Steller’s sea lions, also known as Northern sea lions, are some of our wintertime wildlife residents here in the Salish Sea. Characterized by their golden-brown coloration, their broad foreheads, and, oftentimes their deep growly roars it is always a treat to encounter them out on the water.

What do they look like?

Stellers are largest sea lions in the world. Adult males grow up to 12 feet long and can weigh over 2,400 pounds! These sea lions exhibit sexual dimorphism, meaning that males and females look different. Females tend to be more petite than males, at about 8 feet long and weighing 750 pounds. As the males of this species age their shoulders and necks grow broad with tufty fur, and their foreheads grow higher and wider, further distinguishing them from the females.

Where are the sea lions in the summer?

Here in the San Juan Islands we see these incredible animals from about September through May. In the summertime they head north to their rookeries in Alaska for their breeding season. Males usually arrive to these beaches first, and establish distinct, defended territories along these beaches. Unlike other pinnipeds, males do not defend harems, or groups of females, rather they defend a geographic area that females will move through. Stellers are considered to by polygamous, meaning that females and males will have several mates throughout the breeding season and throughout their lives. Like in most pinnipeds, Stellers exhibit delayed implantation. This means that after breeding the fertilized egg does not immediately implant in the female’s uterine wall. The female will hold the fertilized egg until the fall, at which point all females in the population will implant their eggs to synchronize their pupping.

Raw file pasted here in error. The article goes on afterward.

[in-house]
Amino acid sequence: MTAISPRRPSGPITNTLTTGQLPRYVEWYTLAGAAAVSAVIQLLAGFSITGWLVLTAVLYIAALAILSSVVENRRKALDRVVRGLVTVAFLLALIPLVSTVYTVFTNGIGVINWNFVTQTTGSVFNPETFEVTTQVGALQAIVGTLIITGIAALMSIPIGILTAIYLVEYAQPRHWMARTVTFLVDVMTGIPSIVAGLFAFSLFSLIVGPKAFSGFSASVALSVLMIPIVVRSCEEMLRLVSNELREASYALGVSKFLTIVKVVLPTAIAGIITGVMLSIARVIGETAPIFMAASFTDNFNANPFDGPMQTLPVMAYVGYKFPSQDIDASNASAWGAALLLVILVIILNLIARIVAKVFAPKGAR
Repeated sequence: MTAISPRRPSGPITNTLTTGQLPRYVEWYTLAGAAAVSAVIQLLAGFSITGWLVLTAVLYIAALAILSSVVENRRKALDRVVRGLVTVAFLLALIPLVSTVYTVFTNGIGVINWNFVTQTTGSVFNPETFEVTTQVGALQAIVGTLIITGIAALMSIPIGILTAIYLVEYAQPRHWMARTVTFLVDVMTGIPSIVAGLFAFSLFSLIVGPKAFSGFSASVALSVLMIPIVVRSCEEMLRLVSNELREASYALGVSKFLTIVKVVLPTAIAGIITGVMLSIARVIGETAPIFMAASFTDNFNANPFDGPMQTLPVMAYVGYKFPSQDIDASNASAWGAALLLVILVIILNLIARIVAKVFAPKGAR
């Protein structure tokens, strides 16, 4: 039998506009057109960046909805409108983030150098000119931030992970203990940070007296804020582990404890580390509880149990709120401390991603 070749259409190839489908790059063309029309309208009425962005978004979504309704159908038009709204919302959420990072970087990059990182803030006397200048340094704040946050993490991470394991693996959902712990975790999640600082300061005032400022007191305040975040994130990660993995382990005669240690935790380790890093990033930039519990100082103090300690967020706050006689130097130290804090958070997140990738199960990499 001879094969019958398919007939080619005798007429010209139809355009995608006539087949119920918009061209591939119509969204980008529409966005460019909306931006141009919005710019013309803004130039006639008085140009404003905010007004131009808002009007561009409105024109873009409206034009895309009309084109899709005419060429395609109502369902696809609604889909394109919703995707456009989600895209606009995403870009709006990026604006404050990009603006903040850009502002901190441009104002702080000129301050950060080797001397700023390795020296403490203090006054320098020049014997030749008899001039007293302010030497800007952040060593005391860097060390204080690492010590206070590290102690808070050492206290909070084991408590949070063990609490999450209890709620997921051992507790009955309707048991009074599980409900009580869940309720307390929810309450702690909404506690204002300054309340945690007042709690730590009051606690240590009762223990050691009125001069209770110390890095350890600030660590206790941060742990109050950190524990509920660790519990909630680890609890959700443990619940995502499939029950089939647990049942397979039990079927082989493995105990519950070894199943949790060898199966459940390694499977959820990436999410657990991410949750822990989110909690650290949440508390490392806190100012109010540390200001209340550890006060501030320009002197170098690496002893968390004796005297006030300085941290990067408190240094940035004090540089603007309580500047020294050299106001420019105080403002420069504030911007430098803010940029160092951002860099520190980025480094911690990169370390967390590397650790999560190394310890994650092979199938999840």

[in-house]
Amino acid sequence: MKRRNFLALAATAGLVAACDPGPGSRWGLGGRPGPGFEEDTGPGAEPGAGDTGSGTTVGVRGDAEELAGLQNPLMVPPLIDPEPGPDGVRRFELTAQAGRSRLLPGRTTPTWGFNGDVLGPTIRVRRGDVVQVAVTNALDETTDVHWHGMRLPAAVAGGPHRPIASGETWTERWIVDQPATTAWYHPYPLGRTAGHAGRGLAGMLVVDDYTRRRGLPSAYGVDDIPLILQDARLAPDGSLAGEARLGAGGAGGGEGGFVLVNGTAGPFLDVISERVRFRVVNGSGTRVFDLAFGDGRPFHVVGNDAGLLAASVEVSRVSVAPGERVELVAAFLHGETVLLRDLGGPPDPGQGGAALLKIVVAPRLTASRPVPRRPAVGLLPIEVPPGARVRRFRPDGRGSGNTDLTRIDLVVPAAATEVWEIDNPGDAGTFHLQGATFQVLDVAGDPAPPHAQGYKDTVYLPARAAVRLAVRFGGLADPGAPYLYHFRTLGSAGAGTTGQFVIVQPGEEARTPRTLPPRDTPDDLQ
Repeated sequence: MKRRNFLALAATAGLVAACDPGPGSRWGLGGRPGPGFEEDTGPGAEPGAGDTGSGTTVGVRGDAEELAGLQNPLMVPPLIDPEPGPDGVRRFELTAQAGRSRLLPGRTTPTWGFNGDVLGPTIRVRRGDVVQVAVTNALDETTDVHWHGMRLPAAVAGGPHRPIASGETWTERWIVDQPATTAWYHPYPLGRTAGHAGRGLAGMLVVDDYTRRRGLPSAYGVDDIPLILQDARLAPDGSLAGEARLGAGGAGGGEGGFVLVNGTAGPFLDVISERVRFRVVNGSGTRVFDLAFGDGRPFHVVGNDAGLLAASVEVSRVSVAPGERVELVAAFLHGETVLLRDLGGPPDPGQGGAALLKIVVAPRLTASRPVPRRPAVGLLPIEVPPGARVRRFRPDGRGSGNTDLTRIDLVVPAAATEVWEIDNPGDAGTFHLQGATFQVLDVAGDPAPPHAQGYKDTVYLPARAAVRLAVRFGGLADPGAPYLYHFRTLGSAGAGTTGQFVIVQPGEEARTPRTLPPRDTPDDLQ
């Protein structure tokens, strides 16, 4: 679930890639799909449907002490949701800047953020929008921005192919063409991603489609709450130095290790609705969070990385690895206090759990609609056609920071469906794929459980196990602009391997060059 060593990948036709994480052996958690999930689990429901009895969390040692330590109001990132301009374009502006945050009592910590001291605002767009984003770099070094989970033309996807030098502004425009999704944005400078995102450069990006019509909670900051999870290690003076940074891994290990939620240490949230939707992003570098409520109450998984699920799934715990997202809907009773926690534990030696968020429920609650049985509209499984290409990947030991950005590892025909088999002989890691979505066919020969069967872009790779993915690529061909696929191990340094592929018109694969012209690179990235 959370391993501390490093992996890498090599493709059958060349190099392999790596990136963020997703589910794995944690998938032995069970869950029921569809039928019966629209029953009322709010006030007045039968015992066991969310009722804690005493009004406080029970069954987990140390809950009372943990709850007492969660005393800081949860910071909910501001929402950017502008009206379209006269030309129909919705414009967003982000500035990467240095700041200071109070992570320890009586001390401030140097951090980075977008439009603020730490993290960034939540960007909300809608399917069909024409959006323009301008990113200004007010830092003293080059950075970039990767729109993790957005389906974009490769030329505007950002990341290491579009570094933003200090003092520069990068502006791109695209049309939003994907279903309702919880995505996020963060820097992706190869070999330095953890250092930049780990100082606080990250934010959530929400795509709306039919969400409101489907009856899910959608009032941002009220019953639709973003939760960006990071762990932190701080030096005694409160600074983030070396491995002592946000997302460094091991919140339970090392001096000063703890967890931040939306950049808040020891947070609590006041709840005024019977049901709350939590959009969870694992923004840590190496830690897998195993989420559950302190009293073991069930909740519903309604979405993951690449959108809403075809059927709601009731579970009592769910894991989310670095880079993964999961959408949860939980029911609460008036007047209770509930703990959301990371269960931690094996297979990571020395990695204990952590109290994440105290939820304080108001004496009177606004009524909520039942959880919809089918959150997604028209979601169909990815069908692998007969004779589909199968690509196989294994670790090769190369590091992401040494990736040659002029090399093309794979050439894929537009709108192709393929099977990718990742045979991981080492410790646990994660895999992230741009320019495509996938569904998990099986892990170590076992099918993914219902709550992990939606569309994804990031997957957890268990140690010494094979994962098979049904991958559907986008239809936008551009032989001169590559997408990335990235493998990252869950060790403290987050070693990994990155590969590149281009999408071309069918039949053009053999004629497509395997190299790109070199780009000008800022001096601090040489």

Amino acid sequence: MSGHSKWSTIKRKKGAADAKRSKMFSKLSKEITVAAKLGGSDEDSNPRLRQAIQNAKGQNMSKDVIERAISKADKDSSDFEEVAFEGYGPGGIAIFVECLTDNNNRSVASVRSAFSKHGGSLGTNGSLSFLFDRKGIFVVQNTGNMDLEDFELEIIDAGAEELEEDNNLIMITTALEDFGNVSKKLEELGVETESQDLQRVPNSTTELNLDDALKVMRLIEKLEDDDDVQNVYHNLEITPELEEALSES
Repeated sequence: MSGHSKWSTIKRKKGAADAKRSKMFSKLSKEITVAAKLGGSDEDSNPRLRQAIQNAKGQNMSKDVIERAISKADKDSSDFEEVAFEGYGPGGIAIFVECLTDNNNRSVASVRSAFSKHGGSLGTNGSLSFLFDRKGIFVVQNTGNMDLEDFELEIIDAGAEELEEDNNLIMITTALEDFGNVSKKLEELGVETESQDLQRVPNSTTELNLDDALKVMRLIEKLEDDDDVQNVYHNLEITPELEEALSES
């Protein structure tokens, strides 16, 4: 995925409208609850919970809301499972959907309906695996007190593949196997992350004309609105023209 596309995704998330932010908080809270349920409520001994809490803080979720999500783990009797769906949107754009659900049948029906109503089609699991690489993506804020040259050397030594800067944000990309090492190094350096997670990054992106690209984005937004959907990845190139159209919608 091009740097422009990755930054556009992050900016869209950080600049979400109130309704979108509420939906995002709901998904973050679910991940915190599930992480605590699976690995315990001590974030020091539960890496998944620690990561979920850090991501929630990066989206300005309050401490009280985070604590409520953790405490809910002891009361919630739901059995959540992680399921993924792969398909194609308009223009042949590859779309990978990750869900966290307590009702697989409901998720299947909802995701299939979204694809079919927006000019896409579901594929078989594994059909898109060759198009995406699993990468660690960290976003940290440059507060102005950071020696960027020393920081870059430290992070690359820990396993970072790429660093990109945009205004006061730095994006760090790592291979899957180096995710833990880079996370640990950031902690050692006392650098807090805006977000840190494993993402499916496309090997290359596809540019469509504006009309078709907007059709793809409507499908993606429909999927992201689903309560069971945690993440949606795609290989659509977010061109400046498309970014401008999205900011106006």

Unlike many other pinniped species, female Steller’s sea lions participate in more involved parental investment with their pups. Most pinnipeds take a hands-off approach to parenting, maybe staying with their newborn pups for two to three week before leaving them to their own devices. Female Stellers might provide care for their pups for three to four years! Here in the San Juans we see mostly male sea lions, but on occasion we see females traveling with pups!

Sarah, Lead Naturalist

San Juan Safaris